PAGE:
Bootup screens in video games are nothing new. Here’s a page that goes into detail. Quoting a couple of the reasons:
Requiring the user to press start gets you a key piece of information: which controller is the primary controller. It’s not necessarily the first or only controller connected, and you might have several equally valid controllers to choose from. You don’t know which one the user has actually picked up though until they’ve pressed a button on it. Once that controller is used, it will remain the primary controller for the rest of the gameplay session.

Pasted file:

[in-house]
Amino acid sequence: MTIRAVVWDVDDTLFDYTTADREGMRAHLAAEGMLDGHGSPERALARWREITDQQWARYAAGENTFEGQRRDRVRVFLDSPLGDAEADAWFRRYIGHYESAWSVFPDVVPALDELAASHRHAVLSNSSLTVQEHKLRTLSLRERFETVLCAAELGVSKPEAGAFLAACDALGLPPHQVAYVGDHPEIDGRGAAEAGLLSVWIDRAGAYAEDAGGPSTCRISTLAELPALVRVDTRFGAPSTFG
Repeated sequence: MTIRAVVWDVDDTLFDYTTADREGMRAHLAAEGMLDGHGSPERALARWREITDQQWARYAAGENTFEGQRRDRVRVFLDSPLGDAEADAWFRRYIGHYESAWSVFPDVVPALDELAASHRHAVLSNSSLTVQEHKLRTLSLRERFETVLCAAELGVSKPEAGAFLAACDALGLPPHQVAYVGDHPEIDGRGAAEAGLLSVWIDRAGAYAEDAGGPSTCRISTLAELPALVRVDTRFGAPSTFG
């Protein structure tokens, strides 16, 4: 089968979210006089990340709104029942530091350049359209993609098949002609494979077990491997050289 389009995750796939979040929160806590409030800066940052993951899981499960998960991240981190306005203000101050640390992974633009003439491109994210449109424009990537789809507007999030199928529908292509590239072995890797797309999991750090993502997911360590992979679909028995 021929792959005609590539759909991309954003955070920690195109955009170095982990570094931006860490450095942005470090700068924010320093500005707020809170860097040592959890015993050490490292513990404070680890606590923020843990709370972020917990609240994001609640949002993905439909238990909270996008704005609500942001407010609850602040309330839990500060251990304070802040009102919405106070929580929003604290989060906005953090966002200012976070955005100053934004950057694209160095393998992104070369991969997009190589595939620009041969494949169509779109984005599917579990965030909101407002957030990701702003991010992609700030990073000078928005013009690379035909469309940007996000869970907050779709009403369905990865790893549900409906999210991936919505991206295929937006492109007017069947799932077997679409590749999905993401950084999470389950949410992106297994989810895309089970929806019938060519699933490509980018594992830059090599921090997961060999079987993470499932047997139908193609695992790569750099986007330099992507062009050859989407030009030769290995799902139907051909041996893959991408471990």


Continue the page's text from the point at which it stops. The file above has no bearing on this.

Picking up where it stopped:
This is required by the console manufacturer as part of the standard Technical Requirements Checklist (TRC). One reason is to allow the startup screen to loop back to a demo mode if no one has touched the controller, this stops screen burn and makes it easy for a store to simply pop in a game and let it run looping action with no intervention.